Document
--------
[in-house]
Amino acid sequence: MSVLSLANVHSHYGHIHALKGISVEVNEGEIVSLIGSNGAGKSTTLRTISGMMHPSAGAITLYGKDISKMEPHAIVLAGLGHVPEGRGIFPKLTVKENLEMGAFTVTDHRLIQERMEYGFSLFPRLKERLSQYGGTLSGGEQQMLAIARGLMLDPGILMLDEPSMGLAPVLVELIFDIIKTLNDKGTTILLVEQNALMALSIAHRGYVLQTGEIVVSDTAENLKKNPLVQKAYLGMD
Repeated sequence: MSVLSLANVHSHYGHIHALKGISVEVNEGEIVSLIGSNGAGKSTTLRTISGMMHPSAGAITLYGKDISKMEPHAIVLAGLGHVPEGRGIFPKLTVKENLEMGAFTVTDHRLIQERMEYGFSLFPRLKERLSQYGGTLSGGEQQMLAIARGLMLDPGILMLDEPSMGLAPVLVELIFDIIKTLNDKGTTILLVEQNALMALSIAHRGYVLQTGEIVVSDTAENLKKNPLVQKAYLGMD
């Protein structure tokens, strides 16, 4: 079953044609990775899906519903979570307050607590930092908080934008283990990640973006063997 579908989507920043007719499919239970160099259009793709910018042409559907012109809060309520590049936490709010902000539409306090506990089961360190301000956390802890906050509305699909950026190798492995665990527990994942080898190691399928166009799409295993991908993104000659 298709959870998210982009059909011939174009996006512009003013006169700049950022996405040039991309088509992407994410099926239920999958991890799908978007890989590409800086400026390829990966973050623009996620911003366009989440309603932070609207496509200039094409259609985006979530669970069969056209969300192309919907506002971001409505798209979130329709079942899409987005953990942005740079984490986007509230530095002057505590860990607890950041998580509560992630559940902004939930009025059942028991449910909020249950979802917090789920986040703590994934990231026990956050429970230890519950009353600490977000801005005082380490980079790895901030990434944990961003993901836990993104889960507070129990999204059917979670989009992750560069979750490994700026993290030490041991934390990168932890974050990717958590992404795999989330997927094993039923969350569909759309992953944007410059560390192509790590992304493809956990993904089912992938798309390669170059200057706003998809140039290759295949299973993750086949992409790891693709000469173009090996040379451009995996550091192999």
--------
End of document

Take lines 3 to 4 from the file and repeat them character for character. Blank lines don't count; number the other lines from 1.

Repeated sequence: MSVLSLANVHSHYGHIHALKGISVEVNEGEIVSLIGSNGAGKSTTLRTISGMMHPSAGAITLYGKDISKMEPHAIVLAGLGHVPEGRGIFPKLTVKENLEMGAFTVTDHRLIQERMEYGFSLFPRLKERLSQYGGTLSGGEQQMLAIARGLMLDPGILMLDEPSMGLAPVLVELIFDIIKTLNDKGTTILLVEQNALMALSIAHRGYVLQTGEIVVSDTAENLKKNPLVQKAYLGMD
């Protein structure tokens, strides 16, 4: 079953044609990775899906519903979570307050607590930092908080934008283990990640973006063997 579908989507920043007719499919239970160099259009793709910018042409559907012109809060309520590049936490709010902000539409306090506990089961360190301000956390802890906050509305699909950026190798492995665990527990994942080898190691399928166009799409295993991908993104000659 298709959870998210982009059909011939174009996006512009003013006169700049950022996405040039991309088509992407994410099926239920999958991890799908978007890989590409800086400026390829990966973050623009996620911003366009989440309603932070609207496509200039094409259609985006979530669970069969056209969300192309919907506002971001409505798209979130329709079942899409987005953990942005740079984490986007509230530095002057505590860990607890950041998580509560992630559940902004939930009025059942028991449910909020249950979802917090789920986040703590994934990231026990956050429970230890519950009353600490977000801005005082380490980079790895901030990434944990961003993901836990993104889960507070129990999204059917979670989009992750560069979750490994700026993290030490041991934390990168932890974050990717958590992404795999989330997927094993039923969350569909759309992953944007410059560390192509790590992304493809956990993904089912992938798309390669170059200057706003998809140039290759295949299973993750086949992409790891693709000469173009090996040379451009995996550091192999």